A close-up of the artwork on the Bern Cathedral clearly shows several kings burning in hell. It's clear what the Swiss think of kings.
As we worked our way through the city we came upon the Parliament building. To the outside world, Bern is the capital of Switzerland. The Swiss don't believe they have a capital since governing decisions are made by a consensus of the people voting on each issue directly. This, of course, makes for VERY slow change. For example, it wasn't until 1979 that woman had the vote at the federal level.
The president of the country serves only for a year and is truly a figure head. The government of Switzerland is run by a committee of seven (they are the heads of the seven "departments"). The president is one of these seven and has no power as president. He/she only represents Switzerland to the outside world. BTW the "seven" are not term limited in any way.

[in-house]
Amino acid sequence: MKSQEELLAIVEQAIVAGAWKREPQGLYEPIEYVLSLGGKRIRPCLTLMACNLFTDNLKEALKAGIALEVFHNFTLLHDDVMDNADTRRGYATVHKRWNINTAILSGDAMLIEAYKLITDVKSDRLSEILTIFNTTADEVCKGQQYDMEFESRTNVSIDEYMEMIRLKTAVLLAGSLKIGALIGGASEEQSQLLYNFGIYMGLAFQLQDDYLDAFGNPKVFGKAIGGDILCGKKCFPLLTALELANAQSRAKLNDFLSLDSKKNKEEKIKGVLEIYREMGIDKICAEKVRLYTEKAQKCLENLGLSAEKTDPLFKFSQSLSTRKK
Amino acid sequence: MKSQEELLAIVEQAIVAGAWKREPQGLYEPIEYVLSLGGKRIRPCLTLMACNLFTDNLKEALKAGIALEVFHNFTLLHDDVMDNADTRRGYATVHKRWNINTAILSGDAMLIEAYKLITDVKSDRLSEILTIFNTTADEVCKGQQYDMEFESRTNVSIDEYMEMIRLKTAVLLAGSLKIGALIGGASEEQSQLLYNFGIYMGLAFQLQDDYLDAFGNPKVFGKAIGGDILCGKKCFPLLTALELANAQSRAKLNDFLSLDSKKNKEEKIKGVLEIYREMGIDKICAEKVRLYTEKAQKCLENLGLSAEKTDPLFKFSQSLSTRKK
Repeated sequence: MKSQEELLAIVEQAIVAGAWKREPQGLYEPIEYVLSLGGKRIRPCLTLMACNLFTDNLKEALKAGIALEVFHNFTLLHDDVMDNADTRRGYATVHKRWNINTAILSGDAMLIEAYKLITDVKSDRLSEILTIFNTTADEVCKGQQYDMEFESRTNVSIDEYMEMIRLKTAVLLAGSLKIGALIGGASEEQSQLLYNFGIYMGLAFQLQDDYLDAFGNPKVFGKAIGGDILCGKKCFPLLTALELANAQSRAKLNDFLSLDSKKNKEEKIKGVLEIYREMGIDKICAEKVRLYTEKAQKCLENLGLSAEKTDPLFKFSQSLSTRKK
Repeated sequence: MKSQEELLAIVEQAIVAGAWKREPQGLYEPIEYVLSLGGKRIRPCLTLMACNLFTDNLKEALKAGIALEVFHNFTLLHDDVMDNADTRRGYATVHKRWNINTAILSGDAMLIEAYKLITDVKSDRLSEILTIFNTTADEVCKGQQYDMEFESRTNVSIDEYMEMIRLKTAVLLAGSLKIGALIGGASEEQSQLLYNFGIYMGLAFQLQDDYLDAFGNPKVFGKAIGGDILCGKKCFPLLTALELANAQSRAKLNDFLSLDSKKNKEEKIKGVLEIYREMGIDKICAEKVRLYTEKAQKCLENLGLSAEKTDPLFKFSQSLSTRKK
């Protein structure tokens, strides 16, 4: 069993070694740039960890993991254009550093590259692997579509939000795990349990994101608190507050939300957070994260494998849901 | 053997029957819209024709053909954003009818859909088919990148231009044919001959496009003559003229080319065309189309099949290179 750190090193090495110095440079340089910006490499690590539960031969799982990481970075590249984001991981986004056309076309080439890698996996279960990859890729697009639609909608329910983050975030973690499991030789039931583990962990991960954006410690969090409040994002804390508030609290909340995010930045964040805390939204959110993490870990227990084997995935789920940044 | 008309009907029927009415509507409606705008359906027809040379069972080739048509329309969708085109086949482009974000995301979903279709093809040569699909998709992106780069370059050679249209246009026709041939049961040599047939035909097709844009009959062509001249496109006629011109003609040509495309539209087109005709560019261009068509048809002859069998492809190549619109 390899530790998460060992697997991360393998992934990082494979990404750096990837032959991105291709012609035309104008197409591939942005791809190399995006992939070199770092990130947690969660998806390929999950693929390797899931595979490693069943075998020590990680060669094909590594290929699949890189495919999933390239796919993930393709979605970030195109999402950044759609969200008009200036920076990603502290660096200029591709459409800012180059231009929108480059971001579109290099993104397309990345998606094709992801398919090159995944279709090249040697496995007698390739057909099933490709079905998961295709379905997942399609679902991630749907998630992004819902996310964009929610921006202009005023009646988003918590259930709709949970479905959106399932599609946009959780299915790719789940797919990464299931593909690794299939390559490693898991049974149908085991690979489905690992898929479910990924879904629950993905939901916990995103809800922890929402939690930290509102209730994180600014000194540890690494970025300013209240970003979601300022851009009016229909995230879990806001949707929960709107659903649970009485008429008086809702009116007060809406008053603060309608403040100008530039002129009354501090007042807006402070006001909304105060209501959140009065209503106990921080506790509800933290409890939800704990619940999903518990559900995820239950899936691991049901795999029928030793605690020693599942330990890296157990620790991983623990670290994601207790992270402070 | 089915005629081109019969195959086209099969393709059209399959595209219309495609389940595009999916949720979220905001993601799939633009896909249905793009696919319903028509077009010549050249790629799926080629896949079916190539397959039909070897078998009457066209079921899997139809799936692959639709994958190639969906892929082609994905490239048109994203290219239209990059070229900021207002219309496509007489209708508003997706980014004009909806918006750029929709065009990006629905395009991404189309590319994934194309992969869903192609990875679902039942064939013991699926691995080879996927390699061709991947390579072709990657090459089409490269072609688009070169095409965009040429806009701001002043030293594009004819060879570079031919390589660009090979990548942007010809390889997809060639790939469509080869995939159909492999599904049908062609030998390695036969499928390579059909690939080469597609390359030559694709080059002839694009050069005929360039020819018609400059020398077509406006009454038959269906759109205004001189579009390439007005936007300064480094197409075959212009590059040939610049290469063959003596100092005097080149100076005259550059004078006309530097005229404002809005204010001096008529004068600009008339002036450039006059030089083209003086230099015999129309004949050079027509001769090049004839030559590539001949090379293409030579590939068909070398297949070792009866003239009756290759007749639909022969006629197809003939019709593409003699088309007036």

One of the statues we encountered (it's in one of the pictures above) shows an ogre eating children. The history of the statue is apparently a little vague. Diccon suggested one reason was to remind children to behave.
At one time the city was ringed by a wall. Little of that wall remains. Some of the wall has been absorbed into buildings and the rest has been torn down to be reused. There are, however, entrance towers remaining. The Clock Tower was one of those.(check the video).
The bear was a symbol of both the city and surrounding canton, and was featured in their coat of arms. We made our way over to where the Bärengraben, or Bear Pit is located (a tourist attraction in the Swiss capital city of Bern. It is a bear pit, or enclosure housing bears, situated at the eastern edge of the old city of Bern, next to the Nydeggbrücke and the River Aar. Although still in use, the Bärengraben has been supplemented since 2009 by the adjacent BärenPark, a larger and more natural enclosure alongside the River Aar. Want to know more? )